WHAT EIGHT WRITERS DO YOU DREAM OF HAVING AS PEERS? Picture your Amazon page, and that "Customers Also Bought Items By" list. Who's on it? It's okay to be aspirational; these writers can be outside of your field and dead. This list will act as a compass, making sure you never head in the wrong direction. Not having a list like this is the #1 reason writers sign a contract and then don’t write the book. If you find all your favorite books are historical, and you’re writing a book of advice on retirement planning because it seems potentially lucrative, you’re making a mistake. Even if retirement planning is your day job. Your agent or editor should be helping you figure out where the Venn diagram of “what I like,” “what I know,” and “what people buy” lines up. Writing a book is like getting a tattoo. It's painful and it will be with you forever. Don't do it if it's not what you like. If all your favorite books are narratives about one person, middle grade dragon fiction, or oral histories of rock bands, you shouldn’t be writing an investigation of the CIA drone program. Right reason:This will help me be more like my idols. Wrong Reason: This book will make money.
WHAT ARE YOU OBSESSED WITH? What question drives you? If curiosity gets you out of bed in the morning, what are you most curious about? If you're going to write a book, you need a question that you're going to want to keep asking yourself for months and months. It needs to be nearly metaphysical and possibly unanswerable. Even if it doesn't end up in your subtitle or back cover copy, what keeps you going is just as important as what everyone else wants to know. It may seem like a great idea to take only what you already know and dump it all into a book so others can learn your wisdom, but you know all the answers before you write the first word, you're going. Right reason: So someone will pay me to satisfy my curiosity. Wrong reason: So someone will pay me to satisfy their curiosity.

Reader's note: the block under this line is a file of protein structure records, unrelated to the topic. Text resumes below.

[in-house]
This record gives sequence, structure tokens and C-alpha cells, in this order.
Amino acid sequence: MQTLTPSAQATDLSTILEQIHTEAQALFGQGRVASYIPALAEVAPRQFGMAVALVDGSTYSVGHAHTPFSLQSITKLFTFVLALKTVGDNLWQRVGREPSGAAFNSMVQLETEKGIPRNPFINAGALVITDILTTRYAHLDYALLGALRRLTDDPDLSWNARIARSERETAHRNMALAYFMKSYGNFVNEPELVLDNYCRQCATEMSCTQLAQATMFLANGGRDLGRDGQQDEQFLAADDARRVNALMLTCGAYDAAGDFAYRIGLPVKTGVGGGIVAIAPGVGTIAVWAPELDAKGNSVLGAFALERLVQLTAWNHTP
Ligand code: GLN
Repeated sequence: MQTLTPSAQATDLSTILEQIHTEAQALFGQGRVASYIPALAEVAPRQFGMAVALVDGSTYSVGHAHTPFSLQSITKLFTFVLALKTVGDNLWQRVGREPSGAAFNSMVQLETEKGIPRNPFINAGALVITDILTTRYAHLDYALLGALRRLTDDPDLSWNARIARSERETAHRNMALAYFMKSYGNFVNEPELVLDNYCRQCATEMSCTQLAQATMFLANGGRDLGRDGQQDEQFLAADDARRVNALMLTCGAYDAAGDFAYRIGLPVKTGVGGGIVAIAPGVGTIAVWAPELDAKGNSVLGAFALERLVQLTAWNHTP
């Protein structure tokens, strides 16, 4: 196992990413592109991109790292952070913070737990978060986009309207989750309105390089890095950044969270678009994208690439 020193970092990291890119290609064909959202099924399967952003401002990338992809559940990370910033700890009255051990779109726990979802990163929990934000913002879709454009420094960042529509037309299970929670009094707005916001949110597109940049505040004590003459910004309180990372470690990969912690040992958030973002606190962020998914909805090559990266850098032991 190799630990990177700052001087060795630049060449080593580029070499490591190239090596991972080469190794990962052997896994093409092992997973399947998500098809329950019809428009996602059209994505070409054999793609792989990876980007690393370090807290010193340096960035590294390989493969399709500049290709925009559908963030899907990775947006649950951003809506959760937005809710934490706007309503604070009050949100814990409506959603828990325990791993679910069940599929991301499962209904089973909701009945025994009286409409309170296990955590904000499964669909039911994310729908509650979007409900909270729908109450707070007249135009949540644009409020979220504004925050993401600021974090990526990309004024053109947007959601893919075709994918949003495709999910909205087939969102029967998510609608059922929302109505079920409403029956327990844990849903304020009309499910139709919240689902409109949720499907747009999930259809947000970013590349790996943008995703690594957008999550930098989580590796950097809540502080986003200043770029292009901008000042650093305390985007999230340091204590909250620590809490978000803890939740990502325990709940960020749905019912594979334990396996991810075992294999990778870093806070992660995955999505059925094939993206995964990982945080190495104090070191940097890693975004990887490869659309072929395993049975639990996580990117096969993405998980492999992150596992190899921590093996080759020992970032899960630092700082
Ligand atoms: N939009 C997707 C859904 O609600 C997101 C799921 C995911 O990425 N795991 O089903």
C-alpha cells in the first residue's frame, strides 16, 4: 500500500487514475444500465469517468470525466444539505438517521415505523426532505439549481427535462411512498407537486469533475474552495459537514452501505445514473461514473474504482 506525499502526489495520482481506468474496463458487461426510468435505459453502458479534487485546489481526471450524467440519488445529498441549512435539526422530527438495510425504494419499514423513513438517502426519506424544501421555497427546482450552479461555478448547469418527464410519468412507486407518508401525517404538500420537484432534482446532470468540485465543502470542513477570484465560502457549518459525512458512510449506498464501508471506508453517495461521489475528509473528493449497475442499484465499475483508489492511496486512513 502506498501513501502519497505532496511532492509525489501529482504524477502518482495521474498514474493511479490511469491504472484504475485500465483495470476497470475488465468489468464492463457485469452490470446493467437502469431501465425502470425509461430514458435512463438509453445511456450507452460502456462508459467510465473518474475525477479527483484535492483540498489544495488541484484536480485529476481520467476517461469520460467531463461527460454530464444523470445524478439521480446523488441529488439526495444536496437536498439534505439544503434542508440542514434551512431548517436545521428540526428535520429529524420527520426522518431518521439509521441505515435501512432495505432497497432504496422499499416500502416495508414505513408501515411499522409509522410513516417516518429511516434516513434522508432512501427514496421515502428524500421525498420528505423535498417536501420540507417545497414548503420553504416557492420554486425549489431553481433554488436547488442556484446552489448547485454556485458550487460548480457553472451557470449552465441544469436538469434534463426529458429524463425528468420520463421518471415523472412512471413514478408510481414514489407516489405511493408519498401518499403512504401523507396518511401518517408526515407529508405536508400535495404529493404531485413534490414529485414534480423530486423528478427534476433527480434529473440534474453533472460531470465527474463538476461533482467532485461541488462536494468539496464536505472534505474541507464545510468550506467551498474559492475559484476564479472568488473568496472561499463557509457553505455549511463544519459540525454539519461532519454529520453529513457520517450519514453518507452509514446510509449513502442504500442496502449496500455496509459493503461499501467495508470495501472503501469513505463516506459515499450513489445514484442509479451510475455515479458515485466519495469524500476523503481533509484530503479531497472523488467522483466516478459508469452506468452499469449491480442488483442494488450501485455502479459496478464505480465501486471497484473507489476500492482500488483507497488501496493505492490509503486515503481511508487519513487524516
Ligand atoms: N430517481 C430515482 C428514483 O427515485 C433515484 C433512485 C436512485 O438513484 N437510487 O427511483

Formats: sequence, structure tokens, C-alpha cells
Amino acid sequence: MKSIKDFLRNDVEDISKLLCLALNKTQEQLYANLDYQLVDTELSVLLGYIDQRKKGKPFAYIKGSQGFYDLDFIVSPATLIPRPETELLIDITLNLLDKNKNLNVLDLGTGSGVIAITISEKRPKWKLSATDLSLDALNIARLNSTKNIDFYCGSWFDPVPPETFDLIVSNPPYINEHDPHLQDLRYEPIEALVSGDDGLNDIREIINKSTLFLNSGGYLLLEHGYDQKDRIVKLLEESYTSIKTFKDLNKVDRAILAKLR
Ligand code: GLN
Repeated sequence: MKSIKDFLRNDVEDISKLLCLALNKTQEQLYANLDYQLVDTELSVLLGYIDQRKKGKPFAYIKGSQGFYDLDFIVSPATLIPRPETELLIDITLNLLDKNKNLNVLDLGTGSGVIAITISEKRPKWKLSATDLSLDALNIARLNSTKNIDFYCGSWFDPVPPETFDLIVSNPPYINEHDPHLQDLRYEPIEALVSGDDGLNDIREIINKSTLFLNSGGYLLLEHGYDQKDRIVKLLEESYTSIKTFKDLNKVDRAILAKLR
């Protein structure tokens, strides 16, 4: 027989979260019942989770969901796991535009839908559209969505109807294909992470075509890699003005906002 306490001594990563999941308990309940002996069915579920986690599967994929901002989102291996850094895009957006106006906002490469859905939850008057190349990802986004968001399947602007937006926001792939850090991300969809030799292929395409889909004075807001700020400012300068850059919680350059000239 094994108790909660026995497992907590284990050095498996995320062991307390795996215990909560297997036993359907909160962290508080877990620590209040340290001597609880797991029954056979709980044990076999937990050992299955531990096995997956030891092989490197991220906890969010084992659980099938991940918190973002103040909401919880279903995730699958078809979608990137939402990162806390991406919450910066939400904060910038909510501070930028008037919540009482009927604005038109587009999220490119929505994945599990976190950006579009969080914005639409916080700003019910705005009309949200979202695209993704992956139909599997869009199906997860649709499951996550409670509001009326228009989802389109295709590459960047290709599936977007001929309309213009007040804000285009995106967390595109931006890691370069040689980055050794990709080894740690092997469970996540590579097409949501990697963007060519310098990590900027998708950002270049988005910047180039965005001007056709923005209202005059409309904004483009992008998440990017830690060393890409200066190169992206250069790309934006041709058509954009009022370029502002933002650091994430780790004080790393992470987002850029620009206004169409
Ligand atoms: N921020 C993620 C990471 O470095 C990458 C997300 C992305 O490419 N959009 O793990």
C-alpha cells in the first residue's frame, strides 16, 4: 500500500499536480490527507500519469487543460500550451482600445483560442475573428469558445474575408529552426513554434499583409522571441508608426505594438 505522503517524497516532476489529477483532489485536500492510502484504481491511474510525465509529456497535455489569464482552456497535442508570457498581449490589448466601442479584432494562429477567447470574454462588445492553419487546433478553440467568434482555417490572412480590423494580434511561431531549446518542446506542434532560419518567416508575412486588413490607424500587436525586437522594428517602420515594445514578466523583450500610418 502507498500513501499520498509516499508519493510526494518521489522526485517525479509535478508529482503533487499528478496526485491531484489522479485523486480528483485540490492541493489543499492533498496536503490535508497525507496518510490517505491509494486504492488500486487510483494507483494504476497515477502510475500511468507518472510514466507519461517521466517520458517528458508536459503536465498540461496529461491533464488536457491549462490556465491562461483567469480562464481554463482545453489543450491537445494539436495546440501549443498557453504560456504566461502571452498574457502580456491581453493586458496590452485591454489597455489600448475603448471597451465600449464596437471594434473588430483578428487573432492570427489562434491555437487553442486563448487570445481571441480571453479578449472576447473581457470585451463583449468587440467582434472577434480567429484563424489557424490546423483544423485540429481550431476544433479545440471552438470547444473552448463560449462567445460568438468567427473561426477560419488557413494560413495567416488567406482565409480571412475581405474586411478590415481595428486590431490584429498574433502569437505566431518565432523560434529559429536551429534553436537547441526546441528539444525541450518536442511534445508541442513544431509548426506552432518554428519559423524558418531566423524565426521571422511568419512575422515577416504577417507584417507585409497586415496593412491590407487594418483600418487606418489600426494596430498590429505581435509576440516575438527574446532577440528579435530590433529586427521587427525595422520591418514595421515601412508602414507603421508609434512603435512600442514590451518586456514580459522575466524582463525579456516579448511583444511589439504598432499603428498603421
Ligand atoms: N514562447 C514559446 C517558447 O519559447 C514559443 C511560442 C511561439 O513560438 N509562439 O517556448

(This post originally appeared on LinkedIn.)

Monday, July 14, 2014

Happy Birthday Shelf Awareness!


In honor of the Shelf Awareness blog turning nine years old last week, we’ve compiled a short list of some key publishing industry newsletters that should be part of every professional ghost's daily information diet. These staple subscriptions about writing, selling, and producing your book are our must-reads for keeping abreast of what's happening in the publishing industry.
Writer’s Digest sends an array of emails discussing tutorials, conferences, and special offers. Some cost a small fee, but their free articles and posts on writing are just as handy.  

Galleycat by Mediabistro hase everything from new book deals, to topics trending on social media, to award winners.  They also dedicate a section to new job openings every day. With “the first word in the book publishing industry” as their tagline,  the Galleycat newsletter is useful to those who are curious about the insides of publishing.

Shelf Awareness offers two types of newsletters, one for readers and one for book trade professionals, delivered daily. This includes book store closings and opening, events nationwide, author news, and 25 books of the week chosen by industry insiders.

Publishers Lunch is shared with more than 40,000 publishing professionals every day. Key stories of the day from the professional trade book community, all neatly presented in one place.


What do you subscribe to? Let us know in the comments below!